Category Sustained Winds Damages
1 119-153 km/h
  • Small amount of flying debris
  • Minor damages to poorly constructed homes including roof, shingles, siding and gutters
  • Uprooting of some small trees and breaking of branches
  • Potential damage to power lines with outages that could last a few days
2 154-177 km/h
  • Increased amount of flying debris
  • Minor damage to well constructed homes
  • Uprooting of some larger trees that could block roads
  • Near total power loss to the area that could last from days to weeks
3 (Major) 178-208 km/h
  • Large amount of flying debris becomes dangerous for residents
  • Major damages to well constructed homes including removal of roof, decking and gable ends
  • Broken and uprooted trees blocking roads
  • Power and water loss that is unavailable for days to weeks after the storm
4 (Major) 209-251 km/h
  • Large amount of flying debris becomes dangerous for residents
  • Severe damage to well constructed homes with loss of roof structure and major damages to exterior
  • Down trees and power lines isolating residential areas
  • Power and water loss will last from weeks to months following the storm
5 (Catastrophic) 252 km/h or higher
  • Flying debris and storm surge puts human life at risk
  • High percentages of homes destroyed or severely damaged
  • Residential areas isolated from fallen trees and large scale power outages
  • Loss of power and water will last from weeks to months after the storm

What’s in a name?

Naming hurricanes has been going on for a long time. The hurricane that touched down November 24th 2016 was named hurricane Otto. As unique as the name is I’m sure you are wondering what exactly that means. In the past, hurricanes use to be named after the patron saint on the day at which they occurred. Presently the naming system is on a six year rotating schedule starting with the first hurricane of the year being given a name that begins with the letter A. The only time a hurricane name is retired is if the storm has been particularly catastrophic causing massive damage and loss of life. Hurricane Otto would have been the 15th hurricane that year, and given that the storm was not severe at all, the name will be used again in 2022 if that season see’s 15 or more hurricanes.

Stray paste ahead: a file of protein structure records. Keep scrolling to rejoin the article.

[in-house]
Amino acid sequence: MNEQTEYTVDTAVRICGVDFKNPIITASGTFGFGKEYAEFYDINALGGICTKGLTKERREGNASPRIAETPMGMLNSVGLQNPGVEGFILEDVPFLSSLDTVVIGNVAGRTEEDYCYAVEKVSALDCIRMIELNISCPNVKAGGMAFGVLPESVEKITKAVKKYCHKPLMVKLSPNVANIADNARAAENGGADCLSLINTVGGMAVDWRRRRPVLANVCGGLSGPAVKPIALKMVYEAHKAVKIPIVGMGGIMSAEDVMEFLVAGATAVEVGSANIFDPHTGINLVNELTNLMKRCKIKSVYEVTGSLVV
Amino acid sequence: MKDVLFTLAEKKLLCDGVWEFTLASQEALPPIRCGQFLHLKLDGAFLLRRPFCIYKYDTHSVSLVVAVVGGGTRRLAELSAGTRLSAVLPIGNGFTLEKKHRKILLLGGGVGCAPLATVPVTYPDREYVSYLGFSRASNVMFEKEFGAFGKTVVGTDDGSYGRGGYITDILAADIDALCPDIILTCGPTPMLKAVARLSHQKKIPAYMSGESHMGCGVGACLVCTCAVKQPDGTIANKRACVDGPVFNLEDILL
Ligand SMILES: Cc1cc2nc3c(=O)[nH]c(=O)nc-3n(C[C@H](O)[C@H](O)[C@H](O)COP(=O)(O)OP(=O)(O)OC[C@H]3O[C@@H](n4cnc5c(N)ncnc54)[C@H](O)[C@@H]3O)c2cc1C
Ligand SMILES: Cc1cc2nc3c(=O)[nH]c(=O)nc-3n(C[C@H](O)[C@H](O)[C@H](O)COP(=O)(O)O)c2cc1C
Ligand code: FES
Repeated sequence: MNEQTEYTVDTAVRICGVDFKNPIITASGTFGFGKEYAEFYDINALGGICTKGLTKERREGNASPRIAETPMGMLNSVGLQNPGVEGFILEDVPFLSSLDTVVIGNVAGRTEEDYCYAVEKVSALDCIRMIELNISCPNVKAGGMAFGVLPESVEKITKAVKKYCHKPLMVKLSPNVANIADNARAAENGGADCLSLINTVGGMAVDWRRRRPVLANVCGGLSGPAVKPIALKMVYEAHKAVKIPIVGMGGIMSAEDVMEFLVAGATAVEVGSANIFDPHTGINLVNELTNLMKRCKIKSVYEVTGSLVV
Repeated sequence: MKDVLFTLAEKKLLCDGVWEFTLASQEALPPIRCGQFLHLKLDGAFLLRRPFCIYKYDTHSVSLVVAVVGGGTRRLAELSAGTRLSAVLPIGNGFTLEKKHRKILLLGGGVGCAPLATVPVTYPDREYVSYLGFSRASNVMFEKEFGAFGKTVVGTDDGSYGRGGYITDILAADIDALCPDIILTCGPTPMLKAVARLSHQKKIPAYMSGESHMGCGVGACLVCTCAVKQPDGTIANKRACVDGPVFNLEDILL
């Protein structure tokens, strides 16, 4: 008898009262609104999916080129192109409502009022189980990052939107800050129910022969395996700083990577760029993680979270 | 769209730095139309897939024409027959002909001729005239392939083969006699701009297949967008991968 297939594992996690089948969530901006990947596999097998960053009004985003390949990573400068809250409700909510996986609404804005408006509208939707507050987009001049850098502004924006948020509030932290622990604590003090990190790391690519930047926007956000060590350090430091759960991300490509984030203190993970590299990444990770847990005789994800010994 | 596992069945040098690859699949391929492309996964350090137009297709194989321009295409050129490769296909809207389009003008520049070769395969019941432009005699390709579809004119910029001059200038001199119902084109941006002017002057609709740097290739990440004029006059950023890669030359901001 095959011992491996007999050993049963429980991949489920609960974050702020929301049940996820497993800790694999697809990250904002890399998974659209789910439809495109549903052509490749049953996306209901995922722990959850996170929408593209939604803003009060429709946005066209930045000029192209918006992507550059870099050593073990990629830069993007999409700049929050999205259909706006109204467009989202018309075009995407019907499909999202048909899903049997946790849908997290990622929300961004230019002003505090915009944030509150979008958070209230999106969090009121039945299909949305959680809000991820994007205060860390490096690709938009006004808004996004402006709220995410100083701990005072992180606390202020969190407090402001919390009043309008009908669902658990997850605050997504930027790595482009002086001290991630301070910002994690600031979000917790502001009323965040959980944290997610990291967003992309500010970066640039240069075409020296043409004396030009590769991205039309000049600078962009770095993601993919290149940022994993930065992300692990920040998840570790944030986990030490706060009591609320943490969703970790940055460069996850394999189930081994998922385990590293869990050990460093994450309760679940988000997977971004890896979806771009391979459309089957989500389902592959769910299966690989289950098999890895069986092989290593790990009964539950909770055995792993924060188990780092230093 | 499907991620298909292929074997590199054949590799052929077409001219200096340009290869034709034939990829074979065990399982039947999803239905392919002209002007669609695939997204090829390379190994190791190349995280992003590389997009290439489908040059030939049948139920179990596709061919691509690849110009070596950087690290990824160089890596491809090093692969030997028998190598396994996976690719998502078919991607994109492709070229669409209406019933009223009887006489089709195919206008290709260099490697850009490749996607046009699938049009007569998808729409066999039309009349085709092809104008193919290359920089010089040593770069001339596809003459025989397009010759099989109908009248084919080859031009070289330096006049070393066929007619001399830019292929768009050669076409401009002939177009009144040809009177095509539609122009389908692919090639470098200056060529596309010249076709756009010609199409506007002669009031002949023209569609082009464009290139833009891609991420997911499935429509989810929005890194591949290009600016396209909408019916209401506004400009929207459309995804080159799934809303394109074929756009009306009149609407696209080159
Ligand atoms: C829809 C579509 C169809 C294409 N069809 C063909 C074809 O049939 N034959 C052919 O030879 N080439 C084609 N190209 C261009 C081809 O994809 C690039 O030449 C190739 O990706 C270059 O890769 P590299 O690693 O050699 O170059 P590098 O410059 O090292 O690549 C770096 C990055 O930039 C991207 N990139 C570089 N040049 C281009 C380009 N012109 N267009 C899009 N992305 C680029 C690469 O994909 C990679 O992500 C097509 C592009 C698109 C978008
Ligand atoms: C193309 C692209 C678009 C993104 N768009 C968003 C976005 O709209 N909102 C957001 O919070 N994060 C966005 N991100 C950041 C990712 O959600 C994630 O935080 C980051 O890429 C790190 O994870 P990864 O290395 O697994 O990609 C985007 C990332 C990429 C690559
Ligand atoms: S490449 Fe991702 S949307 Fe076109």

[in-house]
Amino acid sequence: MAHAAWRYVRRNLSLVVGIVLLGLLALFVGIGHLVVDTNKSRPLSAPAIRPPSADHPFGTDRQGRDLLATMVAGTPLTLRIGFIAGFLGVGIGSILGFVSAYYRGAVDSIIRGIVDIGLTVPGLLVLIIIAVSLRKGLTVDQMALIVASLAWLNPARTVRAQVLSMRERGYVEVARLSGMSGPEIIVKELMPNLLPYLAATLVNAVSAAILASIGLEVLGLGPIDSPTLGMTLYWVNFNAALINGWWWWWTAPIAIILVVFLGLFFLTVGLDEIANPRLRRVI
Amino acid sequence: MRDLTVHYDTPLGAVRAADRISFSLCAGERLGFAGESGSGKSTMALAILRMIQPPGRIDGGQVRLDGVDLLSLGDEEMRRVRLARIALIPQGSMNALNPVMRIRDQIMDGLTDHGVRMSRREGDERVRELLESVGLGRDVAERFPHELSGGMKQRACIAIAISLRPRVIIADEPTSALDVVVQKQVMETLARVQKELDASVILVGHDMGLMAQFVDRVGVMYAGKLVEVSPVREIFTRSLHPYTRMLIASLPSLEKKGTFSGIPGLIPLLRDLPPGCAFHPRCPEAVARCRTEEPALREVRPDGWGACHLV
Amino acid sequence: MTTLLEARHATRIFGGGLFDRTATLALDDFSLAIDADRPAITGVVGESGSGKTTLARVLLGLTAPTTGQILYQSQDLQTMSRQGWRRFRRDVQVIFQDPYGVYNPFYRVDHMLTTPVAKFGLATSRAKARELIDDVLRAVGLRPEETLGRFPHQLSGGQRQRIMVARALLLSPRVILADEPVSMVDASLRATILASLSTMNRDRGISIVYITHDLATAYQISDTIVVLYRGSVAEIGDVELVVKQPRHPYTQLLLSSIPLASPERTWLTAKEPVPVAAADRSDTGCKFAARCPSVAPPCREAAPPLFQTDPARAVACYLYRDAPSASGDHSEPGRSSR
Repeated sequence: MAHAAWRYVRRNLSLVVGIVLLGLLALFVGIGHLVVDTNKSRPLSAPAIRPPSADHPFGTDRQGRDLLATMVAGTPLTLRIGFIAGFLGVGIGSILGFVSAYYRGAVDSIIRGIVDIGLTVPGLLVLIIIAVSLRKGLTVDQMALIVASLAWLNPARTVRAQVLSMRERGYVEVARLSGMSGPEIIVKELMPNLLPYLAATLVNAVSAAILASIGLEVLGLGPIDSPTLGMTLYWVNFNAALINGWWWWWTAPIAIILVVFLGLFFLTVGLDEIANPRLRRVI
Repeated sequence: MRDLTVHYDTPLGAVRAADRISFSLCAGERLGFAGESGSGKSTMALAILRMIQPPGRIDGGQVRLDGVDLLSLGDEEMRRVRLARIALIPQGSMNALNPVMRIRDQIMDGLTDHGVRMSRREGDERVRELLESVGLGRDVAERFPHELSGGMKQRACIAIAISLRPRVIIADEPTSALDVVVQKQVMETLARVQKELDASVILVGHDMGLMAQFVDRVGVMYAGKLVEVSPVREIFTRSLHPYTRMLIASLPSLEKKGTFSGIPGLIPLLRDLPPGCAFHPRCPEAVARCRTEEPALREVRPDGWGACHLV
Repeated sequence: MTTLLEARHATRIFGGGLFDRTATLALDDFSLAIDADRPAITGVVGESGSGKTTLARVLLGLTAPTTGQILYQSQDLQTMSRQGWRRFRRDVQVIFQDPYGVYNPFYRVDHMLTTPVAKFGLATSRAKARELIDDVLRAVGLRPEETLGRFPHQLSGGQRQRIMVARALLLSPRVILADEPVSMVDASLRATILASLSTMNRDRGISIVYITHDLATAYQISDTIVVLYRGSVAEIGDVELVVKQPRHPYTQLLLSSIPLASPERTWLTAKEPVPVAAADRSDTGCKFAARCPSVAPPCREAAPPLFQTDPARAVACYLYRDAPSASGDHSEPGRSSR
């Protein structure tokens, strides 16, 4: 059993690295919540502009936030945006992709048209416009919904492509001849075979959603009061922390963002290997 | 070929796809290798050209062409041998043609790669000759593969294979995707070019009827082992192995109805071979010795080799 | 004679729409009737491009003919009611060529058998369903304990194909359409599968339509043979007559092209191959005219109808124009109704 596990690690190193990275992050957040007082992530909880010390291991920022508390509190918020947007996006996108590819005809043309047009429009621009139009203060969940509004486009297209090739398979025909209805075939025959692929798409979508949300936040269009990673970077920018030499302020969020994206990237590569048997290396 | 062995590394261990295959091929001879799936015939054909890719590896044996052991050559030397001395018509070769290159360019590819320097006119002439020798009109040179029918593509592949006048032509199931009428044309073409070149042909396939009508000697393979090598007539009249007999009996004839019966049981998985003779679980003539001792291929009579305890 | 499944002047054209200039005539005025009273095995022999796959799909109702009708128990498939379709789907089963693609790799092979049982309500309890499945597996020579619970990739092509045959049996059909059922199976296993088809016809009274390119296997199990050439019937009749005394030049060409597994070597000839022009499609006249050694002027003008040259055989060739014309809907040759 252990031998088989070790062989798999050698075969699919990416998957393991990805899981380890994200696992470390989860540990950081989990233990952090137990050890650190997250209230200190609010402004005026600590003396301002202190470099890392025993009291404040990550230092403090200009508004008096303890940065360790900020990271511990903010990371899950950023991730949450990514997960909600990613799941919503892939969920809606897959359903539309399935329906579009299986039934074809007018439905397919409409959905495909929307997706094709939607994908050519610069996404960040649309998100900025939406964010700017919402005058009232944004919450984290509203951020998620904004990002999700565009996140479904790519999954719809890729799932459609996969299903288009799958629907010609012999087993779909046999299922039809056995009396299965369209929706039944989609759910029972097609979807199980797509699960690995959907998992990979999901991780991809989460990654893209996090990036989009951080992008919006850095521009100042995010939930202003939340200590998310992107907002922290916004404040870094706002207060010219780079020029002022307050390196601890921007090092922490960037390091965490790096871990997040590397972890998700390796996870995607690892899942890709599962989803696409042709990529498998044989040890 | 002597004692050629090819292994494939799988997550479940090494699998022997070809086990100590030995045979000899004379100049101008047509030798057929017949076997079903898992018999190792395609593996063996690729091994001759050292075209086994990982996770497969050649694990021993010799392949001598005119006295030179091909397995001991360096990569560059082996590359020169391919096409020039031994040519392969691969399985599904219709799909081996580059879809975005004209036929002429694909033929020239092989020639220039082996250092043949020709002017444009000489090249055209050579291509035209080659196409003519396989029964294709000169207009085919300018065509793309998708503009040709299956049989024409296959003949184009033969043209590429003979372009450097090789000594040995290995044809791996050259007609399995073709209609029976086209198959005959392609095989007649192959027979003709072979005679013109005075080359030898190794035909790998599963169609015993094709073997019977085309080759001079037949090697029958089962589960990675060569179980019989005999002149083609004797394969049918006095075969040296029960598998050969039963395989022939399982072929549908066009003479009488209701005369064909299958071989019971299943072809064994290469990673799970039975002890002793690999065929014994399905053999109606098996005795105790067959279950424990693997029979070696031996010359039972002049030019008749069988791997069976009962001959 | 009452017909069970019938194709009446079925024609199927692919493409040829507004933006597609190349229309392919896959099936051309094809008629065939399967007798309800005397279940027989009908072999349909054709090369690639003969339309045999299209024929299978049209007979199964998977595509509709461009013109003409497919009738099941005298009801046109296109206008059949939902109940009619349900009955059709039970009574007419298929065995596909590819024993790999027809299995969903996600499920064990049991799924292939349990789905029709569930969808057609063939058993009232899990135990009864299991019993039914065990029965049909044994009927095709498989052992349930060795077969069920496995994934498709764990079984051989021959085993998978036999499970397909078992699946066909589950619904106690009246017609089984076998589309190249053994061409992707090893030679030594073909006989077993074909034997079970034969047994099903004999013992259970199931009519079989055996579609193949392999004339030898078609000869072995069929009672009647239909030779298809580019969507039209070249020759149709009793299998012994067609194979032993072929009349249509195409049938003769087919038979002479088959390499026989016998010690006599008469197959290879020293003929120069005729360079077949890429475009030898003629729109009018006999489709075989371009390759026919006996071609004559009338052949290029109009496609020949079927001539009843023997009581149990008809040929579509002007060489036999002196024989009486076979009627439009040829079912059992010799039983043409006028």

Surviving a hurricane:

1. Stay Informed: Keep your radio, tv and internet close at hand. By staying on top of local news and weather updates you can keep track of how sever the hurricane is becoming and prepare yourself and your family accordingly.

2. Secure your Home: Preparing your home to meet the wrath of a hurricane can be labor intensive so make sure to do so well in advance. Securing your home includes; using storm shutters (if you do not have storm shutters bolting plywood over your windows should do the trick), storing or securing all loose outdoor material and elevating anything off the basement floor in case of flooding.

3. Stock Up: Hope for the best but prepare for the worst. A hurricane could leave entire residential areas isolated and without water for months on end. Make sure to stalk up on enough food and water to last at minimum several weeks. It’s better to be safe than sorry.

4. Alternate Power: With hurricanes comes the potential to be stuck without power for a prolonged period of time. Having a generator, wood stove, camping stove, batteries or glow sticks on hand can make the world of difference to a stranded victim.

5. Have an Evacuation Plan: Always be ready in case the storm requires evacuation. Having a go bag prepared with the bare essentials and ensuring you have a full tank of gas is crucial in ensuring hurricane safety. Always follow city and government evacuation recommendations so that you don’t become another hurricane statistic.

Just like any other natural phenomena, hurricanes can be unpredictable and destructive. Though we may not be able to predict when and where hurricanes will make landfall, science is advanced enough to give us fair warning. Averaging six hurricanes per year, preparation and planning is key to staying safe on the Atlantic side of Central America between the months of June 1st to November 30th.